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Influences of Transportation Activities on Third Pole Environment (TPE) Dr. Xuedong Yan Professor and Executive Director 10/16/2010 Beijing Jiaotong University
Motivation v Global warming trend v Retreatment of glaciers v The anthropogenic influences v Transportation Role : § Energy consumption § Green House Gas (GHG) § Black Carbon (BC) § Urban air pollution v To protect TPE in the field of transportation
Outline Transportation Influences on TPE At Global Level At Regional Level At Local Level Response in the Field of Transportation
Global Level Influence v GHGs warm the earth surface and atmosphere, resulting in rainfall, retreat of glaciers and sea ice, sea level, and other environment issues. v Black carbon (BC) in soot particles is potentially the second major contributor to the observed global warming. v The transportation sector has the second largest and increasing contributions to both GHG emission and BC formation.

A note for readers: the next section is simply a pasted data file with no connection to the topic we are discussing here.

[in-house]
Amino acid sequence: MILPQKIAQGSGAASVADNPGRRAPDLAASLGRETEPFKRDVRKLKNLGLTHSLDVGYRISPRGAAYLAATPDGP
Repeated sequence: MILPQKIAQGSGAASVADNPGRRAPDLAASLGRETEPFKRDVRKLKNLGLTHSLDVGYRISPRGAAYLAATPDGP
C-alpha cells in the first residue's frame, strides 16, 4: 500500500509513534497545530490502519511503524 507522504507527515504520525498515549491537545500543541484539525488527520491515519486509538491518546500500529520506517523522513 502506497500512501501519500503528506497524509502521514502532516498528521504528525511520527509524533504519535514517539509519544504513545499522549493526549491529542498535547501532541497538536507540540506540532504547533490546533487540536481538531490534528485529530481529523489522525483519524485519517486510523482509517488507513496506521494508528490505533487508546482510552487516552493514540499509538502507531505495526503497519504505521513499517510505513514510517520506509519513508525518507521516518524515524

Global Level Influence Energy use distribution per sector v Energy use in the transportation sector includes the energy consumed in moving people and goods by road, rail, air, water, and pipeline. v Growth rates for economic activity and population are the key factors for transportation energy demand. v It keeps increasing by 1. 3 percent per year from 2007 to 2035.
Global Level Influence v Carbon dioxide emissions per sector v Carbon dioxide emissions per transport sector
Global Level Influence BC distribution per sector v On a global basis, transportation, residential, and industrial sectors have notable contributions to black carbon (25%, 20% and 10%, respectively). v Open burning provides most of the rest (45%).
Global Level Influence BC distribution by region and sector v Road transportation is the dominant contributor to BC in North America, Latin America, and Europe, relying on diesel vehicles. v China and India have a small portion from transportation.